Peter McDermott, the sad thing is is that even in that useless definition of balance -- giving equal time to positions that bear scrutiny and positions that don't -- they're still not balanced. They will instantly balance any assertion from the Left (or the Center, which is the new "Left") with the competing assertion from the Right, but they don't go the other way. Sunday morning panels with five chairs on the set are stocked with either five right-wing Administration-supporting loudmouths, or four of them and a nerveless centrist from public radio. They "balanced" Gore and Kerry with a demeaning, low-expectation load of piffle about Bush that took not one look at his record or his apparent comprehension of the world around him or even the words he reads off of the papers he's handed.
posted by George_Spiggott at 3:00 PM on November 14, 2007


"Legitimate" journalism, such as it was, by and large had become silly mindless corporate propagandistic nonsense long before there was an Interweb, thus returning to its roots as silly corporate nonsense. (That odd sound you hear is a muffled crowing laugh of triumph emerging from the grave of W.R. Hearst.)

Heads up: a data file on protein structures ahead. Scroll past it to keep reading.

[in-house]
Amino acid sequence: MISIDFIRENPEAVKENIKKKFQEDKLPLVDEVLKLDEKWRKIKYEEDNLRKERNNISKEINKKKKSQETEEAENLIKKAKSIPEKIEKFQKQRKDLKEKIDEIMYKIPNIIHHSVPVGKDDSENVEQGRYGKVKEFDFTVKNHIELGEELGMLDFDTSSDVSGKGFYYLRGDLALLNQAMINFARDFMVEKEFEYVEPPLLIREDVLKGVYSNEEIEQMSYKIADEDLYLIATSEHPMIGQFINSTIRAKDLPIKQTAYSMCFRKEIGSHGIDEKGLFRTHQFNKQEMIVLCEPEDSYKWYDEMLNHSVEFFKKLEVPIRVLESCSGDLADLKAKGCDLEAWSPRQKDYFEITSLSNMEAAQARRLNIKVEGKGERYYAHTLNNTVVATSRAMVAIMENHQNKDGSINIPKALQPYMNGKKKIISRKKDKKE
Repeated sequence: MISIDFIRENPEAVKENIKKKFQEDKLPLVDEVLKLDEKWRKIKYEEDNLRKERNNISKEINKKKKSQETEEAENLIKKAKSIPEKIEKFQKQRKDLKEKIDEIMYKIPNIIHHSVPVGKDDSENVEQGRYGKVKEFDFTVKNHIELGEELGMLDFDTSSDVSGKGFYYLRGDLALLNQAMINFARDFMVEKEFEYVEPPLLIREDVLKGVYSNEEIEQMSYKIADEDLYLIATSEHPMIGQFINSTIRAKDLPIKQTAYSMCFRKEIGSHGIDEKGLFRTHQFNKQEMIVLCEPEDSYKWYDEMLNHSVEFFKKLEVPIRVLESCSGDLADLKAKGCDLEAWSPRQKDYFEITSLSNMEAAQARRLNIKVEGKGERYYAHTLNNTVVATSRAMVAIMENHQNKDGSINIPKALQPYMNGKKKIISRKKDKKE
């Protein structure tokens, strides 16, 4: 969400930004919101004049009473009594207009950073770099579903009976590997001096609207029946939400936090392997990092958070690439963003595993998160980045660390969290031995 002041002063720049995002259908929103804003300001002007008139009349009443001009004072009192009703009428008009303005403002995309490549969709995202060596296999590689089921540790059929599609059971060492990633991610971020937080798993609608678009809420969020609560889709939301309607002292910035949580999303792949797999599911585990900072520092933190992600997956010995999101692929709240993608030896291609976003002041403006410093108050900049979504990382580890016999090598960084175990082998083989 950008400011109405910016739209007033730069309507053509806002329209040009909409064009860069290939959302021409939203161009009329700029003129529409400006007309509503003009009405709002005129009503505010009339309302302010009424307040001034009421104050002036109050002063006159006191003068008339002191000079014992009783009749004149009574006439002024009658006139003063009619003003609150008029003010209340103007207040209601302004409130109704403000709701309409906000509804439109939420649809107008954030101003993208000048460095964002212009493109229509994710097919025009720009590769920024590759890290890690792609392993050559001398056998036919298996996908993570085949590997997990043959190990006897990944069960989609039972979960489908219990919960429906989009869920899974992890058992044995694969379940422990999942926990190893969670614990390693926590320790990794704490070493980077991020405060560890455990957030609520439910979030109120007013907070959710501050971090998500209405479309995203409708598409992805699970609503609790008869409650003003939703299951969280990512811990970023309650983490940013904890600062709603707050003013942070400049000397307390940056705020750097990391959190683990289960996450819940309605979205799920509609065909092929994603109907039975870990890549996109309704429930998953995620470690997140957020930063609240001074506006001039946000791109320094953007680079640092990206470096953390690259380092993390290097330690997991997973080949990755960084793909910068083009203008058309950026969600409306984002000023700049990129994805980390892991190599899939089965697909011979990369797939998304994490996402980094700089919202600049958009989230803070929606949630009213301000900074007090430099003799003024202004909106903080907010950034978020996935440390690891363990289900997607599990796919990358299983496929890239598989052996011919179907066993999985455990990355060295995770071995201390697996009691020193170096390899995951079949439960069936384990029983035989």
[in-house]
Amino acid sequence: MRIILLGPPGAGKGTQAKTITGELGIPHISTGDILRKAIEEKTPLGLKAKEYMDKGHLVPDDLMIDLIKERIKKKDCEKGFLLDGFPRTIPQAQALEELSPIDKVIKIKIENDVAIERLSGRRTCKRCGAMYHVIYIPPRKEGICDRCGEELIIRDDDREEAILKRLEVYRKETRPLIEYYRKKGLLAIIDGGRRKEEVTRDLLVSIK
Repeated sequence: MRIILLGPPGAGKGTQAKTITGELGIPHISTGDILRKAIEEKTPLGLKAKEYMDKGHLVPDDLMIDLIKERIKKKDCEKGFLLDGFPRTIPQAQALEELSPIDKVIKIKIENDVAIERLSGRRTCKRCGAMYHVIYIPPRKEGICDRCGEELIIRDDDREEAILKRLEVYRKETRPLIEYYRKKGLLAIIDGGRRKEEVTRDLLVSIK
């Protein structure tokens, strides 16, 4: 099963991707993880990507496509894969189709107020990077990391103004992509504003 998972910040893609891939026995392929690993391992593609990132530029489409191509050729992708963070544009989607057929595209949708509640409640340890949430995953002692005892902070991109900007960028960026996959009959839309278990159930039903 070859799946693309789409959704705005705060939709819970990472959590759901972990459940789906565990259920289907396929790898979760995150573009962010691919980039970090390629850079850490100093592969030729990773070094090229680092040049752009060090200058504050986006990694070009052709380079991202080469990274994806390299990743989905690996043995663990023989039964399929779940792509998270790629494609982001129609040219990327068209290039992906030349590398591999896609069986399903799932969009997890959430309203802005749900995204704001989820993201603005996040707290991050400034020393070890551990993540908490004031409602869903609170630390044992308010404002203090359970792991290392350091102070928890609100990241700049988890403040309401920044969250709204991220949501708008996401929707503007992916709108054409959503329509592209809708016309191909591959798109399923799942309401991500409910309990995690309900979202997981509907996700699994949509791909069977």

I remember vividly most of the people I knew being unable to stomach the crappiness of the Chicago Tribune as far back as the late 80s or even earlier. Except for a couple of papers of record and the network nightly broadcasts, the Lite Infotainment trend was well underway as soon as "journalists" like Geraldo Rivera and Barbara Walters got airtime. Local news broadcasts have always been at best mediocre.

But why be sad? We're talking about a discourse genre with only about a 200-year total history to date, of which there were maybe 20 decent years in the mid-20th century, so no big loss, in the grand scheme.